Another portion of this “mental solution” is to understand that confidence affects how attractive you feel AND how other people perceive you. Being comfortable in your own skin (again, perhaps easier said than done) is half the battle! No one is perfect, and you’re the only YOU there is! Quiet that mental noise that gets you down.
We could go on and on about the mental battles of body image and self-esteem, but you get the idea. Your body isn’t perfect, and neither is anyone else’s. Learn to love the body you have, be grateful for your best features, and focus on the good over the bad!
Now, the other piece of this is physical… And it won’t work for every potential body image problem… However, if you’re self-conscious about your weight, figure, lack of muscle tone, etc. – get to work! These are the parts of your body and appearance you CAN change. Healthy habits like diet and exercise have a huge effect on your hair, skin, teeth, etc. as well.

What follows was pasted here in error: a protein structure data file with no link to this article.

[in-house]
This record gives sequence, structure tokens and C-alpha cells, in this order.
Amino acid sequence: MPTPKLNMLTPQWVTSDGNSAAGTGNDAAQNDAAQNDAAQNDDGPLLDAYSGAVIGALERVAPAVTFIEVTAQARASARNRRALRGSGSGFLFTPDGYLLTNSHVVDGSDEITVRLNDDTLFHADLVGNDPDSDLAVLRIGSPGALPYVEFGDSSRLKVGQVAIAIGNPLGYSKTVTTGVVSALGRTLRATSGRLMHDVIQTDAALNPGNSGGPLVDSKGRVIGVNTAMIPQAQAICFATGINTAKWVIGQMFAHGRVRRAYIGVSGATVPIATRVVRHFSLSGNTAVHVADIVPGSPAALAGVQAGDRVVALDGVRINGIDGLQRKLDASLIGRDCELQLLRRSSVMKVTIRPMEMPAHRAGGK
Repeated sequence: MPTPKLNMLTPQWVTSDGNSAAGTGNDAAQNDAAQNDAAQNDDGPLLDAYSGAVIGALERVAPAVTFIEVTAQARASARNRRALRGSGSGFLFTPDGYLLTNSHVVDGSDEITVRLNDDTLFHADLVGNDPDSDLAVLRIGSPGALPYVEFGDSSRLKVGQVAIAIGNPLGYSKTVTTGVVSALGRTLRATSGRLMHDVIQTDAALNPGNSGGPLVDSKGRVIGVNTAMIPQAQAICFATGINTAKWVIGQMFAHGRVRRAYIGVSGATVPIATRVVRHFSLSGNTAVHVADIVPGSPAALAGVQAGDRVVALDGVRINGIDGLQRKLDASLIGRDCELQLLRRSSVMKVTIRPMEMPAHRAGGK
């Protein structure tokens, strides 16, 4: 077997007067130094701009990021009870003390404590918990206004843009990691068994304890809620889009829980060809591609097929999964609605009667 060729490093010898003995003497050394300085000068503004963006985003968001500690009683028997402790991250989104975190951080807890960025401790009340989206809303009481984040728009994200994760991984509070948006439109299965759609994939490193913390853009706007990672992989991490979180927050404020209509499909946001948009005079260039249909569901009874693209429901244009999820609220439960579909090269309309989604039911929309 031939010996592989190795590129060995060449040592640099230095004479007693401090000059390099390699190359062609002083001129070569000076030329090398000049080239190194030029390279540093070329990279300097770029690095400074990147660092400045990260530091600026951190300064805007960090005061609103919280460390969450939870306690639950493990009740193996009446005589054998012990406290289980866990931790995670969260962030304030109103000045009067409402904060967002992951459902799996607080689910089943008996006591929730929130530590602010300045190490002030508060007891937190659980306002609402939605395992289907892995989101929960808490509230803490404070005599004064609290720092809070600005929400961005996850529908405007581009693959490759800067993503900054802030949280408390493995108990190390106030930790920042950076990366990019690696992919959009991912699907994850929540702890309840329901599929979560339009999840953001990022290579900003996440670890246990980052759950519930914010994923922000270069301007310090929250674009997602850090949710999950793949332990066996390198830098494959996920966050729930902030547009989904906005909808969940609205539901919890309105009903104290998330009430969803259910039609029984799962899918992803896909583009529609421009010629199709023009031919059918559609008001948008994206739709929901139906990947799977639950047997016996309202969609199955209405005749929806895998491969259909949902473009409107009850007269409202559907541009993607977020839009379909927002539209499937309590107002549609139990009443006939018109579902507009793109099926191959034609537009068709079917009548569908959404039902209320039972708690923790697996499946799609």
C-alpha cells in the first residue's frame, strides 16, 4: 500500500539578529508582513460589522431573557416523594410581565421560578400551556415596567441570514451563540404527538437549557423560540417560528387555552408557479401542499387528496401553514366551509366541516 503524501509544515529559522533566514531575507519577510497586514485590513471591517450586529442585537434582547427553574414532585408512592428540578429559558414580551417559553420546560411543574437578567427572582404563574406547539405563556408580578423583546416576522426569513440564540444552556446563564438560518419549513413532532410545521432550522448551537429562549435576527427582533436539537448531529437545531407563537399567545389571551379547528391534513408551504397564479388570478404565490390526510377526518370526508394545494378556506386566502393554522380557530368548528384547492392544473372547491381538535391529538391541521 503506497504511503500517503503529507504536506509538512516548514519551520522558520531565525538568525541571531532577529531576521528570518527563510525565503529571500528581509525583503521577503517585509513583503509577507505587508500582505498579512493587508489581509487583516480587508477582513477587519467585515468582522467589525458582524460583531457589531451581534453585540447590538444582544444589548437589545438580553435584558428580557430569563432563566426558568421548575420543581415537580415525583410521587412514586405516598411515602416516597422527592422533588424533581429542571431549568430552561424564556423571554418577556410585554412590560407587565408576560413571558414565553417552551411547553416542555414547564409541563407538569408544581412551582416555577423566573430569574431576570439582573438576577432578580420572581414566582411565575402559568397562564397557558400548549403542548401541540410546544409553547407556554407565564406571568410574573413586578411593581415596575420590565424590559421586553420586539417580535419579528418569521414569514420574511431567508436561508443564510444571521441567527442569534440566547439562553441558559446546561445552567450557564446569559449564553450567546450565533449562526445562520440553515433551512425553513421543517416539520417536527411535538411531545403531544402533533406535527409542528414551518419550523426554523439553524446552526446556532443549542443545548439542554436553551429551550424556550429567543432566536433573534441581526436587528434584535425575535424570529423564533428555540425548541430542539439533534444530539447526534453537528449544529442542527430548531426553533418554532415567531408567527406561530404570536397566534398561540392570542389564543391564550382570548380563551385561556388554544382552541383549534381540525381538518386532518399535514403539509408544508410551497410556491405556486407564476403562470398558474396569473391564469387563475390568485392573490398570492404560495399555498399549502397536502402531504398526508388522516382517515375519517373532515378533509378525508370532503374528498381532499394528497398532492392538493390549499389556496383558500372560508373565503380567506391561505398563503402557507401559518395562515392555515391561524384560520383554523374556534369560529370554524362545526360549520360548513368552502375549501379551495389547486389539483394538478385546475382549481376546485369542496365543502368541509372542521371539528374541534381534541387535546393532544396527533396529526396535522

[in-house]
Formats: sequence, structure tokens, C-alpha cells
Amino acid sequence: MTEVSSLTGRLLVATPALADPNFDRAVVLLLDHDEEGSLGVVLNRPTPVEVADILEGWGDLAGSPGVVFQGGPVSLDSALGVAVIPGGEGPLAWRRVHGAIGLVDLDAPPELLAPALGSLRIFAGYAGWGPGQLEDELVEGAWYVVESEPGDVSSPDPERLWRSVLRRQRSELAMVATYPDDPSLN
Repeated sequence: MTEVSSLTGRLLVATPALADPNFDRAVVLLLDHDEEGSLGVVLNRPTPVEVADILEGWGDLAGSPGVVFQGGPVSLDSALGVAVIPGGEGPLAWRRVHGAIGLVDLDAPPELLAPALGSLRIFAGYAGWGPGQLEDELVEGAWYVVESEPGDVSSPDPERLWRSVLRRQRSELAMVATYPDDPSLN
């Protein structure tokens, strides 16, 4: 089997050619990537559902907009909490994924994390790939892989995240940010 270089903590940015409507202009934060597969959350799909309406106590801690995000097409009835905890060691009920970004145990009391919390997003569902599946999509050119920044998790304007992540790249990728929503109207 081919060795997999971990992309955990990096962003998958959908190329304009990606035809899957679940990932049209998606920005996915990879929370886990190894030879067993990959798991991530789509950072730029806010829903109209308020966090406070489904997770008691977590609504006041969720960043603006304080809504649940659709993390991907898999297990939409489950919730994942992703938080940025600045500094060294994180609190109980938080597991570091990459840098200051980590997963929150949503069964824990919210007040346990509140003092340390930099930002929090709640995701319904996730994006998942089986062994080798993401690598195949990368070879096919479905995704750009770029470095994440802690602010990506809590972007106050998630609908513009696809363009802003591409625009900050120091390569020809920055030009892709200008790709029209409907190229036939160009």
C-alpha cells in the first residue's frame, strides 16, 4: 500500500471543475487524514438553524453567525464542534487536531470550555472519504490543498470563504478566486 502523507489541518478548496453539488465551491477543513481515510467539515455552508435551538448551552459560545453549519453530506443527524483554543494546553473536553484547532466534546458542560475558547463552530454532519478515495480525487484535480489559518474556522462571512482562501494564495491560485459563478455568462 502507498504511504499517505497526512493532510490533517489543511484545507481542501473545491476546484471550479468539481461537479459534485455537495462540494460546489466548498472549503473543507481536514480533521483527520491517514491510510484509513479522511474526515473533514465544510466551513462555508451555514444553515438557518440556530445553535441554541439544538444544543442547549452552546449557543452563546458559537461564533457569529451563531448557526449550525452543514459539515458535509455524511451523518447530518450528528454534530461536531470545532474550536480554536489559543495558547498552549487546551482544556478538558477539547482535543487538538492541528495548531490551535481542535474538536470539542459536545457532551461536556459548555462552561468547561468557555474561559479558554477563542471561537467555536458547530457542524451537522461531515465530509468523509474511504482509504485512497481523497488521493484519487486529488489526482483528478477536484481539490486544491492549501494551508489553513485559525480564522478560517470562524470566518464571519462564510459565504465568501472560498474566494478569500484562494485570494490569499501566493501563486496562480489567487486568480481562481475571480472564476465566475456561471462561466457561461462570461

This is an area where you can absolutely control what your body looks like, and you can start as small as low intensity exercise and minor diet changes. If you and your spouse can commit together, you can both improve your bodies (and your health) with the support of the person you’re closest to.
Negative body image is a mental and social trap we fall into that fills is with doubt, distracts us from marriage, and builds up unrealistic expectations. If this sounds all too familiar, talk about it with your spouse and try to tackle both sides of the solution. Do what you can to work on the actual parts of your body you feel self-conscious about, but more importantly, change the way you think about what you’re “supposed” to look like. It will take time and daily effort, but you can fight back against the negative thoughts and standards that are creating roadblocks in your marriage. Think positive!